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Concurrent Disorders

The terms ”concurrent disorders” and ”co-occurring disorders” refer to a diagnosis that includes more than one disorder, such as having a mental health disorder and addictive disorder.1 An example of this is when a person has a gambling disorder and depression. Screening and monitoring of people with gambling problems for the presence of concurrent disorders is recommended to ensure they get the most effective treatment.2

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Concurrent Disorders

The term “concurrent disorders” refers to the presence of multiple disorders, for example, a mental illness and an addiction.1 People with mental illnesses have higher rates of gambling problems than the general population.3

Similarly, people with gambling problems have higher rates of other mental health problems, such as major depression, anxiety, and other addictive problems. In addition, people with gambling problems have a higher risk of suicide ideation and self-harm attempts.2,4

Screening your clients with gambling problems for concurrent disorders is a best practice that allows you to create an integrated treatment plan.2,5

This webpage gives an overview of the interaction between mental illnesses (such as mood, anxiety, and psychotic disorders) and problem gambling, as well as how to implement screening, assessment, and treatment for concurrent disorders in your practice. This information for providers of mental health and addiction services is based on a review of the literature and was reviewed by an expert in the field of mental health and addictions.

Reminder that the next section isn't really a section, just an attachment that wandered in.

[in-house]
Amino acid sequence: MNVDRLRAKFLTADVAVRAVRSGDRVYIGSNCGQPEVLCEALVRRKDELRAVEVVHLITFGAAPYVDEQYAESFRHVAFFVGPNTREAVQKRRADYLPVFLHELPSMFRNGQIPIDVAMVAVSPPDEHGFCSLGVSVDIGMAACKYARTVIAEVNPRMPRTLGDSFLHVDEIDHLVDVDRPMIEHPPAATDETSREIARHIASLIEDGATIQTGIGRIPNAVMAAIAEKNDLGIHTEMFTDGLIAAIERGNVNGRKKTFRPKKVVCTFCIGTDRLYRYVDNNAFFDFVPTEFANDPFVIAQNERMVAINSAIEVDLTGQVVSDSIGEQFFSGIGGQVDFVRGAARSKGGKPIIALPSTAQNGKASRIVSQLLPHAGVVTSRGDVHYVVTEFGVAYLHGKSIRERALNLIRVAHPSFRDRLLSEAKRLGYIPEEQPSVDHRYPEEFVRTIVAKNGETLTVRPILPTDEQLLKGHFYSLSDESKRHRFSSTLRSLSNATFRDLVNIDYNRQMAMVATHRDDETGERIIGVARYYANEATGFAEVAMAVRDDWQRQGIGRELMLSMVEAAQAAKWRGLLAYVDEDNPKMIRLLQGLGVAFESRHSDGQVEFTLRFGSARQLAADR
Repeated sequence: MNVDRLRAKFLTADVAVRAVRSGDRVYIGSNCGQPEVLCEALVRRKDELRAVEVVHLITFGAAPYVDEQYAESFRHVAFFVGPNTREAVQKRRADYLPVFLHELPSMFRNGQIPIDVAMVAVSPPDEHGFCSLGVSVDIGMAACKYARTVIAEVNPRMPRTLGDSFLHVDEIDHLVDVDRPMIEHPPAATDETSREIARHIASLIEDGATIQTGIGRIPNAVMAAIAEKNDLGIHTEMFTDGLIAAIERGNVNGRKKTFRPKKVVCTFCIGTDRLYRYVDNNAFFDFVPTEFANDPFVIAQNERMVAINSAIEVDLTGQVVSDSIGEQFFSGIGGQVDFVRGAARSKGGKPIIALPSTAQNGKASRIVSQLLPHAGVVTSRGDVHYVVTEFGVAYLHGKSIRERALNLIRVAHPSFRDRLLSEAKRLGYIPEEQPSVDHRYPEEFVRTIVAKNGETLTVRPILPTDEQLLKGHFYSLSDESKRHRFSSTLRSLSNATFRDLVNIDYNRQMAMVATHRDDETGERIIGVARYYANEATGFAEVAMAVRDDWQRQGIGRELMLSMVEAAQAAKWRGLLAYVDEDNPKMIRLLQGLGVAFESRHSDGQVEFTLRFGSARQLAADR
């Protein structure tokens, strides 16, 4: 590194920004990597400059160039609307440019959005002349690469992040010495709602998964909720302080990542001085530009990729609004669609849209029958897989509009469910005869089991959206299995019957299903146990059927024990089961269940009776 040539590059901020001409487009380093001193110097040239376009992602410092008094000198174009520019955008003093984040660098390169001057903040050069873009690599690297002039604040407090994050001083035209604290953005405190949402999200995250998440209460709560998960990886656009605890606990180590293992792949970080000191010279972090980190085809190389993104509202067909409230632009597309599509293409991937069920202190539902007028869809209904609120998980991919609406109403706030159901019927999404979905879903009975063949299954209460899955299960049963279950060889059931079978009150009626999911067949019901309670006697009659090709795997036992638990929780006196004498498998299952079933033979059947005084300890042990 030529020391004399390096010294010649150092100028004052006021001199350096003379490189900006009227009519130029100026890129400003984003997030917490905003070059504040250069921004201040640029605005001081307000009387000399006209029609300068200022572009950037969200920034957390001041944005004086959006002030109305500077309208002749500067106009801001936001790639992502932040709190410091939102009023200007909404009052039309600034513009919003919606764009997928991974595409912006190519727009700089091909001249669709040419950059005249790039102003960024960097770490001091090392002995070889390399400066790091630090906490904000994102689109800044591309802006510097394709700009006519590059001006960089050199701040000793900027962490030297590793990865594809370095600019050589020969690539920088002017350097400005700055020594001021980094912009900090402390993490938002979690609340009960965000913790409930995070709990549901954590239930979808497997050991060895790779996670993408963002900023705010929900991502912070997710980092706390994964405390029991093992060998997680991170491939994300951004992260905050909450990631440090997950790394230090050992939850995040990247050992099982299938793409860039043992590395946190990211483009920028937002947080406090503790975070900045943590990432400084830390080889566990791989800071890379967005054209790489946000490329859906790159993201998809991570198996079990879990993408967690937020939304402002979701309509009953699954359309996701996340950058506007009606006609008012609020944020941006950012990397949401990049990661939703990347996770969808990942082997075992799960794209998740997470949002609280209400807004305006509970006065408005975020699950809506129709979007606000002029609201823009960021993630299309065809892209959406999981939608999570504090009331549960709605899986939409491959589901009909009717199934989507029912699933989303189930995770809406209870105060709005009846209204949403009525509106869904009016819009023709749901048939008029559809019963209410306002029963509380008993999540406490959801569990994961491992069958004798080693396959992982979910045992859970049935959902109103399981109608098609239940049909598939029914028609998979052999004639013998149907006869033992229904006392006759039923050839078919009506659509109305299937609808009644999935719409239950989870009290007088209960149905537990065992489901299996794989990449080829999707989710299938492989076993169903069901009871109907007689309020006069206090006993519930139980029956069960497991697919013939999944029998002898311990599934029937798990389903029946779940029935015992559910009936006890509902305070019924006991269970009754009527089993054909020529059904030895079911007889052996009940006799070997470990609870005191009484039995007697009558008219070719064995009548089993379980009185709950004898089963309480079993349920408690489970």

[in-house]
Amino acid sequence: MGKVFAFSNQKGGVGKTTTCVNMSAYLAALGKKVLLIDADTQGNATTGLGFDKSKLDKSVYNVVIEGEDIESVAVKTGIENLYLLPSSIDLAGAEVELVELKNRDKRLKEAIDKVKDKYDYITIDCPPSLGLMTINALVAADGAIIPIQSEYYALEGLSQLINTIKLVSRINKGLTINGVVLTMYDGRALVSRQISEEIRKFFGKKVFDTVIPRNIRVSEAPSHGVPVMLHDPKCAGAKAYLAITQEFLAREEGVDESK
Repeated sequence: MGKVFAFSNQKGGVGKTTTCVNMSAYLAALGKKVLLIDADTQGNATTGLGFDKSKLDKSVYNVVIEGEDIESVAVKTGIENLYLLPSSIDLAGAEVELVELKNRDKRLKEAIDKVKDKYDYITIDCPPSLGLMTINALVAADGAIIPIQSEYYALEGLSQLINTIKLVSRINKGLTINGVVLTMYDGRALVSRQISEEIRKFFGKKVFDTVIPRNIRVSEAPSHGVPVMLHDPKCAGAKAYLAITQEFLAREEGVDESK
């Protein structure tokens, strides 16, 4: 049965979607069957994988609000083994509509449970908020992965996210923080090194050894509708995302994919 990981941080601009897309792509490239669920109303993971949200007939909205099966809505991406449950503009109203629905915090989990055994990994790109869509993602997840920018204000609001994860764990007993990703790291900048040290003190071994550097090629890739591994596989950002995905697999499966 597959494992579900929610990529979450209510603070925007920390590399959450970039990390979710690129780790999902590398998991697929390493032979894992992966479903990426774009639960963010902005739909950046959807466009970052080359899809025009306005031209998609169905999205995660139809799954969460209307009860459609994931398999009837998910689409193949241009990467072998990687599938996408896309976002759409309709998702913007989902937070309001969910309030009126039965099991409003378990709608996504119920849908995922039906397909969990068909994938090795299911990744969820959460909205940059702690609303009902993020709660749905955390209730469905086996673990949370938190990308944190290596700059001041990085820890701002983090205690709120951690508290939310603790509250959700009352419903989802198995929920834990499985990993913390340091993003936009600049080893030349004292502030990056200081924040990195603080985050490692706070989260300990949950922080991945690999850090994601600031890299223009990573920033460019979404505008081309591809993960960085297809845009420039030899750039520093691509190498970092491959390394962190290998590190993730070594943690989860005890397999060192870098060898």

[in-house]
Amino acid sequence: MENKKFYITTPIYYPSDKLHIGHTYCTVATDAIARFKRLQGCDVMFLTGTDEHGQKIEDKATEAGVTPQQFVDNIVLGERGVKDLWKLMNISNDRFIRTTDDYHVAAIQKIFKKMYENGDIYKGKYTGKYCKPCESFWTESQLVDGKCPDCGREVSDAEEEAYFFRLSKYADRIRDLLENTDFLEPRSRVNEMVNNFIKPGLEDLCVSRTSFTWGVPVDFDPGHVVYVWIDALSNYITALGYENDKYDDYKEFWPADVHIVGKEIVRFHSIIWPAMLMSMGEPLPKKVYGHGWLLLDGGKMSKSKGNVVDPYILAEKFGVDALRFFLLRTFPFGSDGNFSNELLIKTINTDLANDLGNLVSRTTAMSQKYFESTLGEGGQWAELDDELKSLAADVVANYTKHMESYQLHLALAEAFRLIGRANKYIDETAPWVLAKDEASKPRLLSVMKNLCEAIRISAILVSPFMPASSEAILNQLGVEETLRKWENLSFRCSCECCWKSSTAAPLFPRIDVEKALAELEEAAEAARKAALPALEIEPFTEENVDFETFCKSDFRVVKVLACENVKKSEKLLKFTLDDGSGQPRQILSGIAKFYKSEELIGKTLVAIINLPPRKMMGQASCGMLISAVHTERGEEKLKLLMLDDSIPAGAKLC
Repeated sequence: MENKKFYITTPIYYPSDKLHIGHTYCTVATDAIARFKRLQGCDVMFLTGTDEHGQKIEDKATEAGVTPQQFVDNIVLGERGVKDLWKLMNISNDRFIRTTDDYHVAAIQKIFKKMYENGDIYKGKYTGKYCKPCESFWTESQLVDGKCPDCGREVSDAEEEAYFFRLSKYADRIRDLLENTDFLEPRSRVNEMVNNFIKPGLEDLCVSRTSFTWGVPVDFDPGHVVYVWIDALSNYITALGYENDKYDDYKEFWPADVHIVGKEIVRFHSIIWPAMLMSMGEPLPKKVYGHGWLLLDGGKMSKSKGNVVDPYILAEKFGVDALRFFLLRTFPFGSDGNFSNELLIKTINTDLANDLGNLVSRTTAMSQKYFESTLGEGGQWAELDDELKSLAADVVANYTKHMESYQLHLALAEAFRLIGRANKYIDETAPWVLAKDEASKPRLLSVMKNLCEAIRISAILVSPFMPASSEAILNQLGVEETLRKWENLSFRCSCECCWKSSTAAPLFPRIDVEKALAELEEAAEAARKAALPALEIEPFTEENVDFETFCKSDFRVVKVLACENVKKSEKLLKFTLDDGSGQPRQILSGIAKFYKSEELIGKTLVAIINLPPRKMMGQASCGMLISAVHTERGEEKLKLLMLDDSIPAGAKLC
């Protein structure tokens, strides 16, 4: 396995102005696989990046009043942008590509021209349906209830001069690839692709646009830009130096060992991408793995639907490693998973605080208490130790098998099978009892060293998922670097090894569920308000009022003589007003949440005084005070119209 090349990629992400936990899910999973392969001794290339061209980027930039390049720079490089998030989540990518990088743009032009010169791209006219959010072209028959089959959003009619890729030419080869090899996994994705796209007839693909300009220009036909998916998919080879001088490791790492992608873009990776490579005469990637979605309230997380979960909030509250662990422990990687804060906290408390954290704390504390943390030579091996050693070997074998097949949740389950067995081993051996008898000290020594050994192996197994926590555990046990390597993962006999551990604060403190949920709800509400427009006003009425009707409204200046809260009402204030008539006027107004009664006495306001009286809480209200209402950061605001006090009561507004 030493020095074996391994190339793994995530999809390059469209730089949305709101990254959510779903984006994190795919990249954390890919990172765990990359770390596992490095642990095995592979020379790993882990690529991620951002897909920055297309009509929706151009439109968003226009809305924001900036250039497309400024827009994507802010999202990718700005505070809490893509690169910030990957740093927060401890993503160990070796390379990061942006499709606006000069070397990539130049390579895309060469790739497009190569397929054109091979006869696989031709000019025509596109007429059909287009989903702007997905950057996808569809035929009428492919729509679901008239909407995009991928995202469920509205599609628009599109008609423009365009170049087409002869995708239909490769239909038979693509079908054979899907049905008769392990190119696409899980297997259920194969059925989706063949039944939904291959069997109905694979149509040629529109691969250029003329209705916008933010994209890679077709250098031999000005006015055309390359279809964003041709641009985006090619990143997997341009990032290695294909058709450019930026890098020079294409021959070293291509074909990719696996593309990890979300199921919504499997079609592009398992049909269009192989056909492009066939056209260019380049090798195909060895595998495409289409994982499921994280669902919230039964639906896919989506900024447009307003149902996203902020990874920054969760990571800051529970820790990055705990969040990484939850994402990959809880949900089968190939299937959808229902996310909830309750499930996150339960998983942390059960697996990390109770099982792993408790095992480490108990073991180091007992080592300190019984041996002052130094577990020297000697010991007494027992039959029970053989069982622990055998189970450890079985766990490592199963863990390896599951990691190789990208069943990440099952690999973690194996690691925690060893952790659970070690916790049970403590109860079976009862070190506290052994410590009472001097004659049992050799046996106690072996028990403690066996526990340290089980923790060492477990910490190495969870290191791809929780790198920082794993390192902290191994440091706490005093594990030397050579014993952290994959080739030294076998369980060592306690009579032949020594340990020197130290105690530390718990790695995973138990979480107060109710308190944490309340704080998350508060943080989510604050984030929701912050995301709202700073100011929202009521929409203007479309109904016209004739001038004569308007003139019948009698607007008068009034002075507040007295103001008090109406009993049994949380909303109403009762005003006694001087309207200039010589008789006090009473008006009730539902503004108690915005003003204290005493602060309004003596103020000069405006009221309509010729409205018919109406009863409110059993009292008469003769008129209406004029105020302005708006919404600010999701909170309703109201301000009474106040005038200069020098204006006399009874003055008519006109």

About concurrent disorders

Research shows there is a strong link between problem gambling and other mental illnesses.6 It is estimated that approximately seventy-five per cent of people who seek treatment for gambling problems have at least one other psychiatric diagnosis.7

A complex mix of biological and environmental factors can increase the risk of concurrent disorders in people with gambling problems.8

Gambling problems and concurrent disorders can present in a variety of ways. They can be active at the same time or at different times, they can develop suddenly or over time, and they can have different levels of symptom severity and intensity.9

The image below shows the relationship between problem gambling and concurrent disorders.10

A Dimensional Approach to Mental Illness & Gambling

What does the evidence say

The image below presents the findings by Lorrains et al. (2011) of the most common disorders seen in people with gambling problems.2 As seen in the image, substance use disorders are the most common types of problems seen in clients with problem gambling.

The interaction between problem gambling and both depression and anxiety has been well documented.2,7,11–13 There is also a higher prevalence of impulsivity (e.g., attention-deficit/hyperactivity disorder [ADHD])14, bipolar disorder2,7, personality disorders2,15,16 and psychotic disorders documented for people with problem gambling.17 In addition, it was demonstrated that people with schizophrenia and schizoaffective disorders have higher risks of problem gambling.18

Several studies suggest that in some people with mood or anxiety disorders and problem gambling, the mental illness may have preceded their gambling.19 These findings suggest that some of these individuals may have used gambling to relieve depression and/or boredom. The authors noted, however, that financial losses may have worsened depression and anxiety in some study participants, leading to continued gambling.19

There is a strong link between excessive gambling and suicide.20–22 This link is especially strong in people with concurrent disorders.20 Ongoing screening for suicidality and suicide ideation for all clients experiencing gambling problems is an important part of clinical support. Learn more about problem gambling and suicide.

Research shows that problem gambling and mental health disorders may influence each other thus causing less definitive diagnoses. More research is needed to confirm this relationship.

Prevalence of Gambling and Concurrent Disorders

Putting the evidence into practice